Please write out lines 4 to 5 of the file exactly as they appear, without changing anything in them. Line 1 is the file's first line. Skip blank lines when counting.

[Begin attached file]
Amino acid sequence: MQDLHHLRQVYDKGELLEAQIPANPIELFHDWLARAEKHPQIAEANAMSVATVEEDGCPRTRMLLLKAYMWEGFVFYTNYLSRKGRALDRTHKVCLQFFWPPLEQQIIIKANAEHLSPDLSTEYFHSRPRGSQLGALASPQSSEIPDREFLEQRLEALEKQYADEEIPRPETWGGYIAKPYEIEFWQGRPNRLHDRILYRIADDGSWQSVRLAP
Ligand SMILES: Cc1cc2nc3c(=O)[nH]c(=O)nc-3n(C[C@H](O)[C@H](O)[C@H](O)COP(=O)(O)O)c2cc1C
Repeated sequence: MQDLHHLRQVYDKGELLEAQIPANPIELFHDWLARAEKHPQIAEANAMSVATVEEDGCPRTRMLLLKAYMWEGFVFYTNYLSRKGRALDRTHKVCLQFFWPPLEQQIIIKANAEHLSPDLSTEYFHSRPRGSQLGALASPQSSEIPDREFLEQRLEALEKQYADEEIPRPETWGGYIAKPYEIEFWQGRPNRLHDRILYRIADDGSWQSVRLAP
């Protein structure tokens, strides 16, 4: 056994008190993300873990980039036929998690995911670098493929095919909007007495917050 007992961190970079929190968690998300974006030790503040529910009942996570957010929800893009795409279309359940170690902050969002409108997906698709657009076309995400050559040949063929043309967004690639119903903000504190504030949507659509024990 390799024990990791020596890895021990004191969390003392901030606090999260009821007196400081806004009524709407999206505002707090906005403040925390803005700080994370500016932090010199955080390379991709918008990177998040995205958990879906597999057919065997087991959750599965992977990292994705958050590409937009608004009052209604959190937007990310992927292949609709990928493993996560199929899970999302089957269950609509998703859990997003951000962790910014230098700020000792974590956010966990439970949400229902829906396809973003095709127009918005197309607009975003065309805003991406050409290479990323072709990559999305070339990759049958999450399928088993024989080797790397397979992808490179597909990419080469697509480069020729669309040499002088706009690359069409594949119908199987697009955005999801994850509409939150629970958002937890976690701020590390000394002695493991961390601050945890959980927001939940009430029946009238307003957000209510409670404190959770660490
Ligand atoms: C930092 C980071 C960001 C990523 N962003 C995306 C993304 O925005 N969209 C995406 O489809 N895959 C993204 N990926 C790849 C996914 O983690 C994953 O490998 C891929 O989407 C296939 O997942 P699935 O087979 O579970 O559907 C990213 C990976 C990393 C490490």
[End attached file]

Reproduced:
């Protein structure tokens, strides 16, 4: 056994008190993300873990980039036929998690995911670098493929095919909007007495917050 007992961190970079929190968690998300974006030790503040529910009942996570957010929800893009795409279309359940170690902050969002409108997906698709657009076309995400050559040949063929043309967004690639119903903000504190504030949507659509024990 390799024990990791020596890895021990004191969390003392901030606090999260009821007196400081806004009524709407999206505002707090906005403040925390803005700080994370500016932090010199955080390379991709918008990177998040995205958990879906597999057919065997087991959750599965992977990292994705958050590409937009608004009052209604959190937007990310992927292949609709990928493993996560199929899970999302089957269950609509998703859990997003951000962790910014230098700020000792974590956010966990439970949400229902829906396809973003095709127009918005197309607009975003065309805003991406050409290479990323072709990559999305070339990759049958999450399928088993024989080797790397397979992808490179597909990419080469697509480069020729669309040499002088706009690359069409594949119908199987697009955005999801994850509409939150629970958002937890976690701020590390000394002695493991961390601050945890959980927001939940009430029946009238307003957000209510409670404190959770660490
Ligand atoms: C930092 C980071 C960001 C990523 N962003 C995306 C993304 O925005 N969209 C995406 O489809 N895959 C993204 N990926 C790849 C996914 O983690 C994953 O490998 C891929 O989407 C296939 O997942 P699935 O087979 O579970 O559907 C990213 C990976 C990393 C490490």